The lucky Chinese Year of the Horse begins today, which has our thoughts turning to equines—a popular subject among many book lovers. As a child growing up in a city, my experience with horses was limited to books, Lisa Frank Trapper Keepers, and the occasional school field trip to a farm. But despite this minimal exposure, I was seized, as many kids are, by an intense bout of Horse Fever in middle school. During this phase I became convinced that owning and riding a horse was the solution to all of my problems. Even though I lived in a small apartment and wasn’t even allowed to have a dog, I still longed for a horse to call my own.
Barring any better explanations, I’m going to have to blame books for this obsession. After all, collecting porcelain horse figurines and watching My Little Pony cartoons can only get you so far, and there were so many wonderful books out there that encouraged and even glorified the bond between a girl and her horse. Here are some of my favorites:
The Saddle Club Series, by Bonnie Bryant
Three young girls share a love of horses and an enduring friendship in a small Virginia town. It was books like these, about girls my age who actually had the chance to regularly ride horses and not just trade stickers of them in the cafeteria, that nourished my horse-loving spirit. I now understand why my parents encouraged me to read The Babysitter’s Club books instead, as babysitting was a more practical and attainable after-school activity for me to shoot for.
Black Beauty, by Anna Sewell
Black Beauty is the story of a beautiful black horse who just wants to be loved and taken care of. Some of his masters are kind to him, and others are harsh. At one point, his stable catches on fire and he almost perishes! As I write this, my heart is breaking. Black Beauty! Come home with me! I will love you forever! Wow. These books have still got it, huh?
Misty of Chincoteague, by Margeurite Henry
Paul and Maureen are a brother and sister who love horses, and long for one of their own. Will they be able to save up enough money to buy wild mare Phantom and her foal, Misty, who have captured their hearts? Based on the story of a real life wild pony who was raised in captivity by the Beebe family of Chincoteague Island, Virginia, every child who reads this story will dream of visiting Chincoteague—which I can say from experience will NOT disappoint. Plus, it’s cheaper than Disneyland. Family road trip!
The Black Stallion, by Walter Farley
A teenage boy and a wild stallion are stranded on a deserted island together and have to bond together and learn to trust one another for survival. If that situation doesn’t sound like an absolute dream come true, then you’re probably no longer 11.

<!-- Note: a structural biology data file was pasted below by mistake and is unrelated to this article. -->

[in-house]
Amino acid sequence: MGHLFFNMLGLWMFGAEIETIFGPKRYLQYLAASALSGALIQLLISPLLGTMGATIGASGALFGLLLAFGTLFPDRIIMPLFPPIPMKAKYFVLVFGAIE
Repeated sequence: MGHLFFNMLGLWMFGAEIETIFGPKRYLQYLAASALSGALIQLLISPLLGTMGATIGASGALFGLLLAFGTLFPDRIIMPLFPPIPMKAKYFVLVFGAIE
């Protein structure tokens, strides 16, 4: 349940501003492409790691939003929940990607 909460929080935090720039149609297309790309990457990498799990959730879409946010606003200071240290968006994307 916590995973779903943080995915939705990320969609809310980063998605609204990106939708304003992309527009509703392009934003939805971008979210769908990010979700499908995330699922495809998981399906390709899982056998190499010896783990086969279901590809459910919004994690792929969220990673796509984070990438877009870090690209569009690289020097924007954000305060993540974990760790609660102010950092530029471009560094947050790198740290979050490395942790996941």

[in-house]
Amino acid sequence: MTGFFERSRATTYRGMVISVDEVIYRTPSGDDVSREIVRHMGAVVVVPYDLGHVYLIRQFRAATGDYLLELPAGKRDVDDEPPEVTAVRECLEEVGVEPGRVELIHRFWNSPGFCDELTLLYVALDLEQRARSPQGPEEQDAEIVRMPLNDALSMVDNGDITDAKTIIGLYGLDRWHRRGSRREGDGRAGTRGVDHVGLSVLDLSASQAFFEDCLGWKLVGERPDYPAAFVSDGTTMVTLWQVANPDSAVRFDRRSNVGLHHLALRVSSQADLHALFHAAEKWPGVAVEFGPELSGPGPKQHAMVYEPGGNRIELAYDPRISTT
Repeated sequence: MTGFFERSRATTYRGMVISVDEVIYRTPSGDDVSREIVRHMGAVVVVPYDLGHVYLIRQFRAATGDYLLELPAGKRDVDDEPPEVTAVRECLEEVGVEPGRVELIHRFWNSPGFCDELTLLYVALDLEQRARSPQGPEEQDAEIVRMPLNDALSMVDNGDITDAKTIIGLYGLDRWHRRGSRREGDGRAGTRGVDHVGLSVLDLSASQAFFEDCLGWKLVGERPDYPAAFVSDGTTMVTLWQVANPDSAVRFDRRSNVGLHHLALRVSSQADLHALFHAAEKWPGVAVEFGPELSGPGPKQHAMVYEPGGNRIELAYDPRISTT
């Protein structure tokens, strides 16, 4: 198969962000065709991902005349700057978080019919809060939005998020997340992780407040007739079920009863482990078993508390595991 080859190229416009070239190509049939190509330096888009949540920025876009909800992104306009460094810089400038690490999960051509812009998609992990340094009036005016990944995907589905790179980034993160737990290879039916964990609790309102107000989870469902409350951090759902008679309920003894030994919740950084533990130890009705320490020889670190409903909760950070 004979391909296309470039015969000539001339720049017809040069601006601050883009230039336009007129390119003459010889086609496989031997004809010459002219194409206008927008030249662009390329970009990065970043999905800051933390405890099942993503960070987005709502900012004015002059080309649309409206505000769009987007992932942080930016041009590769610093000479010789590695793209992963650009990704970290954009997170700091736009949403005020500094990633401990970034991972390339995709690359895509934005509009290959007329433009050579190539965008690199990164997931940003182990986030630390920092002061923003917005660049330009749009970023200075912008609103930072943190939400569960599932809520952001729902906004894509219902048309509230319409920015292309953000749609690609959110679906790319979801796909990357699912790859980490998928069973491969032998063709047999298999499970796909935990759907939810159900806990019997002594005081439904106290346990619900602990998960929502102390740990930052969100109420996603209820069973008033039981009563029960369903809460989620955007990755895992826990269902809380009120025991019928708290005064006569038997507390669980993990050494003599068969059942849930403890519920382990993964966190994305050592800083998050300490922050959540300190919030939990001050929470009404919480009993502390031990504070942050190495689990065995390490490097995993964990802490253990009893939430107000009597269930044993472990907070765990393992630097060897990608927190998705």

National Velvet, by Enid Bagnold
This beguiling tale of a young English girl, Velvet, who wins a horse in a raffle, learns to ride it, and becomes the unlikely winner of the Grand National Steeplechase, is a classic underdog story that touches upon wider themes of family loyalty and ambition. Largely eclipsed by the 1944 film, which starred Elizabeth Taylor, Velvet in the novel is a little grittier and less of a glamour-puss, but her determination is just as inspiring.
The Red Pony, by John Steinbeck
One of Steinbeck’s earlier novels, the story is broken into four distinct parts following a period in the life of young Jody, a boy growing up on a ranch in California. Jody loves horses, and he learns some of life’s hardest lessons from them. So many hard lessons. Because, you know, Steinbeck.
The Horse and his Boy, by C. S. Lewis
For those of us who loved the Chronicles of Narnia, but thought they needed more talking horses. The Horse and his Boy tells the story of young Shasta and his companion, the talking horse Bree, who journey together to Narnia in search of freedom. This tale is the only one set entirely in the world of Narnia and featuring only Narnian characters.
Summer of the Redeemers, by Carolyn Haines
For readers who are a bit older and ready for a little mystery, romance, and danger with their horses, I highly recommend this fast-paced, gripping read. Set in a small Mississippi town where several suspicious newcomers—including a mysterious young woman who seems to love horses more than anything else, and a secretive religious group—have arrived to shake things up, this creepy, well-written tale is difficult to put down.
My Friend Flicka, by Mary O’Hara
When the son of a Wyoming rancher fails the fifth grade, his parents decide to give him a young colt to care for, because they believe it will help him learn to take responsibility and improve his grades. Yet when I flunked math in fifth grade, my parents got me a tutor. How is this fair?
Did you love horse books as a kid?